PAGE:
It heals your brains in both physical and psychological ways. Research has shown that constant meditation practices enlarge the areas of the brain associated with learning and memory. At the same, it is known to decrease the areas of the brain in charge of anxiety and stress.

This can be easily confirmed through the Attention Restoration Theory, first established by Rachel and Stephen Kaplan in 1989. This theory states that nature restores the brain in such a way, that it improves its levels of attention and concentration.

Additionally, research has shown that people living in urban areas have higher chances of mental disorders, such as anxiety, depression, and schizophrenia. 

In what ways can we pursue our connection with Nature?

1. Be mindful and appreciative of every being encountered in nature.

Learn to find joy in the little things. Pay attention to creatures found in nature. (Also to those found indoors)! Our connection with mother nature extends to all sentient beings. It can go from bugs to farms and domesticated animals. Let yourself enjoy the present moment and feel love for the beauty of Mother Nature. Allowing your mind to pay close attention to your surroundings is a safe pathway to mindfulness.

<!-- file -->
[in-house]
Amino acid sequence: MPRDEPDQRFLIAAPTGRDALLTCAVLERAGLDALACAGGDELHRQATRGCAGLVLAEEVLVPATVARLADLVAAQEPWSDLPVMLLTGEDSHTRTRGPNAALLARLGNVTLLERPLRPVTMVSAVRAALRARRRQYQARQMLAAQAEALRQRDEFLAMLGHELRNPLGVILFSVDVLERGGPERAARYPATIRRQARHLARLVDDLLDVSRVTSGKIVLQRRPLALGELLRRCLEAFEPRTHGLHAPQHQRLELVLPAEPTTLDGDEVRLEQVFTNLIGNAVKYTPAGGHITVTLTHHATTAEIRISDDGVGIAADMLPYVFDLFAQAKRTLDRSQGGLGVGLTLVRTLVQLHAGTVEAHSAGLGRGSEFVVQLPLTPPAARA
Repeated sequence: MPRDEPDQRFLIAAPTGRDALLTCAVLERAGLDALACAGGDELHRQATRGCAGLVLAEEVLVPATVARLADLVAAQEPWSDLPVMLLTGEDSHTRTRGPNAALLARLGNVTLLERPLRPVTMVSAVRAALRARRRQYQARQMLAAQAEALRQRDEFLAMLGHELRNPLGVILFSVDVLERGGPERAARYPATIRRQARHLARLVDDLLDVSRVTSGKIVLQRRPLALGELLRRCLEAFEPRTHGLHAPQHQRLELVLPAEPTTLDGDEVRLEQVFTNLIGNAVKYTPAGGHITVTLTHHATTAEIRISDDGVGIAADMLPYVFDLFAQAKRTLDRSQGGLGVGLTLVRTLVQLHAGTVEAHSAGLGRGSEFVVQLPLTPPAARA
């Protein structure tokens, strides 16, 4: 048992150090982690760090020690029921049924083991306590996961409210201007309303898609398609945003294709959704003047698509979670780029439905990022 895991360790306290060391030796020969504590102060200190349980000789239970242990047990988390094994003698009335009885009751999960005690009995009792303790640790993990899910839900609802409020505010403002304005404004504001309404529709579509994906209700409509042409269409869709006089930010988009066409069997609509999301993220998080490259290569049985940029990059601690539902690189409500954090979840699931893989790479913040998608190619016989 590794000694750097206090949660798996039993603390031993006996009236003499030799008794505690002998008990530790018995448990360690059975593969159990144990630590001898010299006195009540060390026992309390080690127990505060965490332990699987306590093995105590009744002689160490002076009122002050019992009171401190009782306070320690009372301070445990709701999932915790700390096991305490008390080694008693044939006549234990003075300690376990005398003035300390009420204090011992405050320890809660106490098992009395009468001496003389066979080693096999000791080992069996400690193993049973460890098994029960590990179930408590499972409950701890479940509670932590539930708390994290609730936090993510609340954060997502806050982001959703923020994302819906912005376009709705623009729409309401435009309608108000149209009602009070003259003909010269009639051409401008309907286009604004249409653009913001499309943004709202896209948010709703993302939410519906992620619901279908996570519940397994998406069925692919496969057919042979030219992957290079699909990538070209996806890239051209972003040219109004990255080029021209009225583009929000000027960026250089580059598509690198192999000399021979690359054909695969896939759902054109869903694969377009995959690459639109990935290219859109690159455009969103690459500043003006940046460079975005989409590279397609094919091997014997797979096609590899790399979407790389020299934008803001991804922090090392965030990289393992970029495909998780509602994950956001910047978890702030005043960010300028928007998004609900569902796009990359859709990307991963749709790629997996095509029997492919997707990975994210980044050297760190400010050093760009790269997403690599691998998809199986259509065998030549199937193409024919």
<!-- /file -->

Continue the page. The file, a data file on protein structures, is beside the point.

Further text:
Don’t take for granted the beauty that surrounds you. Feeling deep appreciation and gratitude for even the slightest things can easily translate into happiness and well-being. Having pets around the house can also be quite beneficial for your mental health.  Research has shown that human-pet relationships foster general well-being, as they represent a strong emotional support in times of crises. 

2. Target natural settings in your city. 

Going for a walk or a run in a nearby park may do the trick. But if you’re more of a sit-and-relax kind of person, do not hesitate to grab a blanket and place it on a green spot in the middle of a city. It may be just as refreshing!